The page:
It’s a turnaround that veteran point guard Kidd is also privy to. From a statistical standpoint the 38-year-old guard is past his prime. The 2010-11 campaign was his worst season yet in terms of PER, and one of his lowest in Win Shares, Turnover Percentage and Assist Percentage. Though he’s never been known as much of a shooter, his shooting stats are the lowest he’s had since 2008, when he played his way out of New Jersey.
In contrast, his postseason advanced numbers have been among his best ever. He’s shooting better (a .553 True Shooting Percentage this postseason; .500 this regular season) and his Win Shares per 48 minutes are actually better than the two times he went to the Finals.
It’s not hard to think those trips would have been the high-water marks of his career, even if they ended with him on the losing end. In 2002 he finished second in MVP voting as he dragged the Nets – a team for which Kenyon Martin and Keith Van Horn where leading scorers – to 52 wins and a Finals appearance against the Lakers. They were swept as LA won their third ring in a row.
The next season, in 2003, they again lost in the Finals. This time in six, with the final game capped by a 19-0 run by the San Antonio Spurs. None of Kidd’s teams would advance past the second round from then on. And it’s worth noting that in the years since, Kidd’s teams lost to both Wade and LeBron James in the years that the Heat (2006) and the Cavaliers (2007) went, themselves, to the Finals.
In his gigantic tome, The Book of Basketball, Bill Simmons painted an ultimately unflattering picture of Kidd and suggested that because he couldn’t score, his teams would never win.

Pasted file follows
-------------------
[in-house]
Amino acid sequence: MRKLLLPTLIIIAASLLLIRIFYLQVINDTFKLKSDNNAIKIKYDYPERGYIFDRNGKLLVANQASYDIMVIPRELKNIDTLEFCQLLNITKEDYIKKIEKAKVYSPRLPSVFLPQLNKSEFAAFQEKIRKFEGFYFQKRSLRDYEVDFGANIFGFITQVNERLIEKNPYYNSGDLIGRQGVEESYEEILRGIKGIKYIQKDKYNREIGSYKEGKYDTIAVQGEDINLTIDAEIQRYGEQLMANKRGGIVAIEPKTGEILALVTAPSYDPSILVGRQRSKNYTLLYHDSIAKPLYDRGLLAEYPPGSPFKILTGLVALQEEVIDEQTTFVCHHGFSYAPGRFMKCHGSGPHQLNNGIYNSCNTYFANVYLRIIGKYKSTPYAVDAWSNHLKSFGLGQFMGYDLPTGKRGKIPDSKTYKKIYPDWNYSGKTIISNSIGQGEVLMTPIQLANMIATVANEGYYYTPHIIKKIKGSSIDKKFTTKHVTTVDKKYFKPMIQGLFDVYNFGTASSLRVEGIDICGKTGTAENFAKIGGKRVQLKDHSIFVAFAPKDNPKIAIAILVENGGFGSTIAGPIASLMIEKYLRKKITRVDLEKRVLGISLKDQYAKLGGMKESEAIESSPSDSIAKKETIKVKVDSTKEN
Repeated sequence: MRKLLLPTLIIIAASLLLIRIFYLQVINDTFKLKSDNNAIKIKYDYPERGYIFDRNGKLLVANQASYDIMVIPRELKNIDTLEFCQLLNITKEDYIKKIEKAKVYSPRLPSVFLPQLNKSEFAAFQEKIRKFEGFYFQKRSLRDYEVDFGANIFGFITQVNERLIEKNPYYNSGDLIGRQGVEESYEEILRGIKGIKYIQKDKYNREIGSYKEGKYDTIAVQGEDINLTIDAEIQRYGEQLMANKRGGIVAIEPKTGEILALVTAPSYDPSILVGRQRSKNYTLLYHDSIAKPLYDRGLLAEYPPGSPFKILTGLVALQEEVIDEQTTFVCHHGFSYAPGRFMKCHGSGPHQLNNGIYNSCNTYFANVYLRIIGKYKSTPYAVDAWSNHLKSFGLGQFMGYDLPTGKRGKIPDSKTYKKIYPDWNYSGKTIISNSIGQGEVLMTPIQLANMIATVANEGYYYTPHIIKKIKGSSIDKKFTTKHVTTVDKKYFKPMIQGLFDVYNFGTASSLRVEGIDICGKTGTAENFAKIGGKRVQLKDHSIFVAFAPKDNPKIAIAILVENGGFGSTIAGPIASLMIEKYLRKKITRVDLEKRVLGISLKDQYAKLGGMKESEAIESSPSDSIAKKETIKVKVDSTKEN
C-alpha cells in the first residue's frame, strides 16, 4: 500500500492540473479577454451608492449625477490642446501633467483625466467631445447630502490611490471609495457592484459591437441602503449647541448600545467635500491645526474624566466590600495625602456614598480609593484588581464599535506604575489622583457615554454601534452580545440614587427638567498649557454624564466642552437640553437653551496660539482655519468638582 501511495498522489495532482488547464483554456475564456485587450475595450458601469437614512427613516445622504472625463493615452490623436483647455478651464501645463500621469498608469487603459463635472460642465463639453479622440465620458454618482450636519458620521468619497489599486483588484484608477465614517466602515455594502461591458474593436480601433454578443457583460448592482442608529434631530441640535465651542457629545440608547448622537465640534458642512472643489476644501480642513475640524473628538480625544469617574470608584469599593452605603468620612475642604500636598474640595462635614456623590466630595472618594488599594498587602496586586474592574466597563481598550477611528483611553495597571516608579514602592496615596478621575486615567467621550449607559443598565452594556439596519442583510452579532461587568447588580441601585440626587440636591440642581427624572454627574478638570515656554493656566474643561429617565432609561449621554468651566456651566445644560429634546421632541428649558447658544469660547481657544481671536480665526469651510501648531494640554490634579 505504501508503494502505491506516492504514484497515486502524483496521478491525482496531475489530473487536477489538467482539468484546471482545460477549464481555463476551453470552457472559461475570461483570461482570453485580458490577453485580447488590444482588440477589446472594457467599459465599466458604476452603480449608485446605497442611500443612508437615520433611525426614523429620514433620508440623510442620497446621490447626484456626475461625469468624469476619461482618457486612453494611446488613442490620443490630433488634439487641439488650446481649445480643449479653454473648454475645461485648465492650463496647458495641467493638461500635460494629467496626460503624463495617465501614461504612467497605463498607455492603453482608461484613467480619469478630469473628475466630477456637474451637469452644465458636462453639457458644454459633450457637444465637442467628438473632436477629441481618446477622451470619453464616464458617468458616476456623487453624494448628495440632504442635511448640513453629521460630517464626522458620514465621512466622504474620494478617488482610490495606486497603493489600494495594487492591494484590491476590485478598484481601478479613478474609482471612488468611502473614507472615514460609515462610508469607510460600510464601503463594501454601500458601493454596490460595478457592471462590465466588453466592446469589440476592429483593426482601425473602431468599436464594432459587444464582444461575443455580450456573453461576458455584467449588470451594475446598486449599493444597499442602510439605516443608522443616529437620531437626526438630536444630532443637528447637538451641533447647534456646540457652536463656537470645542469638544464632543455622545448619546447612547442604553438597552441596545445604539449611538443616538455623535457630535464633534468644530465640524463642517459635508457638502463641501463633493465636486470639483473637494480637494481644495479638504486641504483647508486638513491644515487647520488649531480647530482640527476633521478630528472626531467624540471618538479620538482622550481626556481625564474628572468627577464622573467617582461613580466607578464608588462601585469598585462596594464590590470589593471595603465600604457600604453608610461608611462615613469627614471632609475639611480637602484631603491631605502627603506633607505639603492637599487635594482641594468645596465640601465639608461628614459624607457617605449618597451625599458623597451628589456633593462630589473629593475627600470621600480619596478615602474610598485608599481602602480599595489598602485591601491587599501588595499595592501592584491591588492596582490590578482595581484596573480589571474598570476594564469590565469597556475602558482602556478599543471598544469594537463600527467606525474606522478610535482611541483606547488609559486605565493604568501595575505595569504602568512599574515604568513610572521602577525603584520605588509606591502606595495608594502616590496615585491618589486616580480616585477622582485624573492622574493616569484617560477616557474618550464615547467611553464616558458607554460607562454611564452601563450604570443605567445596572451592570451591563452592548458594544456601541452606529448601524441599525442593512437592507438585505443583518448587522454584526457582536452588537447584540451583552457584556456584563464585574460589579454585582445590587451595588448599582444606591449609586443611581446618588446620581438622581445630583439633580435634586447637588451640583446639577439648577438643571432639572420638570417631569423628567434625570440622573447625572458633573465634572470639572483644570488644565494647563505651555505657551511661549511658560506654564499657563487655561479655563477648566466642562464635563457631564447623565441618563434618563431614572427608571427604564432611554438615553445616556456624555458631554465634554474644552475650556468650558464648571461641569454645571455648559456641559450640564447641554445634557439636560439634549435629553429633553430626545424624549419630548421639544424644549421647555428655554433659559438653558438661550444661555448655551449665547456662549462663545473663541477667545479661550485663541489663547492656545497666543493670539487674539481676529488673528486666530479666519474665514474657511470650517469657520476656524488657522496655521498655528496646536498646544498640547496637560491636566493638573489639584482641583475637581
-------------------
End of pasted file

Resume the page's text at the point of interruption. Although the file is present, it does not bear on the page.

If there’s ever a time for Kidd to take vengeance, it’s now.
Not only the jewel of Dallas, the NFL’s Cowboys have long been called America’s Team, it’s a label some are now putting on the Mavericks. Shared locale aside, it’s not hard to see why: Miami entered this season about as unpopular as any team has ever been; just look at the reception they got in Cleveland or Memphis. They’ve got the Big Three, a trio surrounded by pomp and hype who started counting their championship banners before a game had even been played. They seem assumptive of winning, like it’s something they already have dibs on. In other words they come off as arrogant.
Dallas doesn’t have that. Did anybody see them getting this far before season’s start? Not likely; ESPN‘s prediction page for the Mavericks has most people pegging them for an early-round exit. They’re a team built around people who haven’t won, in an advanced part of their career. Unlike the Heat though, they’re a good story. Basketball fans salivate at the thought of Kidd or Nowitzki taking revenge on the Heat for past sins or where Marion finally puts it all together.
Those aside, the Mavericks are just a fun team to root for. Who doesn’t want to see Kidd, Marion, Nowitzki or Terry pick up a ring in what will likely be their final chance? It’d even be nice to see David Stern smile while he hands the Larry O’Brien trophy to Mark Cuban.
If the NBA does indeed head into a lockout, what better way would there be to end the season?